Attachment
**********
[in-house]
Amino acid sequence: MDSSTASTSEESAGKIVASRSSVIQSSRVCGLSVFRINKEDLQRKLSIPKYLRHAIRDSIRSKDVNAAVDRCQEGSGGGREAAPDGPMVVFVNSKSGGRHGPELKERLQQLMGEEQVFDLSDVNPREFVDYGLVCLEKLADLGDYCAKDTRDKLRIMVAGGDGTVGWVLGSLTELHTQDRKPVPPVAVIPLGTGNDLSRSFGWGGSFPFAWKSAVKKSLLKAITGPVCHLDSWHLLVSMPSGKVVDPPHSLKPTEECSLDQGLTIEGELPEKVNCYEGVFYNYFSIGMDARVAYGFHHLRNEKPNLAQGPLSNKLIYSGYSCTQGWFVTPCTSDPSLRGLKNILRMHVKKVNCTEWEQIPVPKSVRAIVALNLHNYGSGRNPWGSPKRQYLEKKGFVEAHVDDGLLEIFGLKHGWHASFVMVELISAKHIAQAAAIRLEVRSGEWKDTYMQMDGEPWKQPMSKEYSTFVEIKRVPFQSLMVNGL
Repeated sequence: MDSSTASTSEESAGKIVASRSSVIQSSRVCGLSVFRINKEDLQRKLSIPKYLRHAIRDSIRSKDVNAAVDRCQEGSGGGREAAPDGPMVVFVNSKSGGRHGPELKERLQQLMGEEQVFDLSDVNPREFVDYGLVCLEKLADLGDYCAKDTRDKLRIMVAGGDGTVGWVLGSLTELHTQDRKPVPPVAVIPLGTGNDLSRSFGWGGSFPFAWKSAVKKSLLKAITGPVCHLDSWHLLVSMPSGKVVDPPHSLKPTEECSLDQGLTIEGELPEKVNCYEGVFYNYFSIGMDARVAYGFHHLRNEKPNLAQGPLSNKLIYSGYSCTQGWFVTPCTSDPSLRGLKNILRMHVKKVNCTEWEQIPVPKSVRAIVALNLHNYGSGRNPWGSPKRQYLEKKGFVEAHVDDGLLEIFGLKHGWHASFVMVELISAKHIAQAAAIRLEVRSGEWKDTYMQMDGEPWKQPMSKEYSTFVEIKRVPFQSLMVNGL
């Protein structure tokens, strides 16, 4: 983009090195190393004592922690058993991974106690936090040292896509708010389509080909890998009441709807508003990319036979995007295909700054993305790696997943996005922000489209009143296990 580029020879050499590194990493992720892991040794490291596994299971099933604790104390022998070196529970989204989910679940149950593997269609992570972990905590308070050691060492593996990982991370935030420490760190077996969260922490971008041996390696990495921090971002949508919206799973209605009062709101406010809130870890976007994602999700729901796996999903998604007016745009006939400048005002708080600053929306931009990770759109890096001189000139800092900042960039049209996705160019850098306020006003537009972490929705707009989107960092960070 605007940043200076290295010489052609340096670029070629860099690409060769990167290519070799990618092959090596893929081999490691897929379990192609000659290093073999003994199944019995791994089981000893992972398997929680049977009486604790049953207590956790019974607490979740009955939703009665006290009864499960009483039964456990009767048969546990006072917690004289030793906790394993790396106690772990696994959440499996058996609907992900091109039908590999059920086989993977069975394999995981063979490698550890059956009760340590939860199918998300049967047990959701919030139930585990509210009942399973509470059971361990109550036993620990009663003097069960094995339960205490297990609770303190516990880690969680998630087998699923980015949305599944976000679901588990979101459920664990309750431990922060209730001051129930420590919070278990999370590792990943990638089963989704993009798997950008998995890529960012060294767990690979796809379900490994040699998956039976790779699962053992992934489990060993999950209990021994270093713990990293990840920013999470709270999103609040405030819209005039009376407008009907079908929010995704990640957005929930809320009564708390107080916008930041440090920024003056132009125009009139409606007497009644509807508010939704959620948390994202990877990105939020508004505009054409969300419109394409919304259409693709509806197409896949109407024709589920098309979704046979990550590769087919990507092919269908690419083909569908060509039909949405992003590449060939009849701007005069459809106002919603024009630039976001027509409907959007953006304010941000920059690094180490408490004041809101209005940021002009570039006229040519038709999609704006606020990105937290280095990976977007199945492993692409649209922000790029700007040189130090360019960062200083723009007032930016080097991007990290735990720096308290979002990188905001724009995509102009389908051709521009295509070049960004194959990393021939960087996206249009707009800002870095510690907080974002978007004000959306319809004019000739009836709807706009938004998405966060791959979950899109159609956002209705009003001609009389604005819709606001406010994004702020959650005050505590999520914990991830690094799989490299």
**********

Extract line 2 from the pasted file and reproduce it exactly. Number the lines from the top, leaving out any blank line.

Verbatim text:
Amino acid sequence: MDSSTASTSEESAGKIVASRSSVIQSSRVCGLSVFRINKEDLQRKLSIPKYLRHAIRDSIRSKDVNAAVDRCQEGSGGGREAAPDGPMVVFVNSKSGGRHGPELKERLQQLMGEEQVFDLSDVNPREFVDYGLVCLEKLADLGDYCAKDTRDKLRIMVAGGDGTVGWVLGSLTELHTQDRKPVPPVAVIPLGTGNDLSRSFGWGGSFPFAWKSAVKKSLLKAITGPVCHLDSWHLLVSMPSGKVVDPPHSLKPTEECSLDQGLTIEGELPEKVNCYEGVFYNYFSIGMDARVAYGFHHLRNEKPNLAQGPLSNKLIYSGYSCTQGWFVTPCTSDPSLRGLKNILRMHVKKVNCTEWEQIPVPKSVRAIVALNLHNYGSGRNPWGSPKRQYLEKKGFVEAHVDDGLLEIFGLKHGWHASFVMVELISAKHIAQAAAIRLEVRSGEWKDTYMQMDGEPWKQPMSKEYSTFVEIKRVPFQSLMVNGL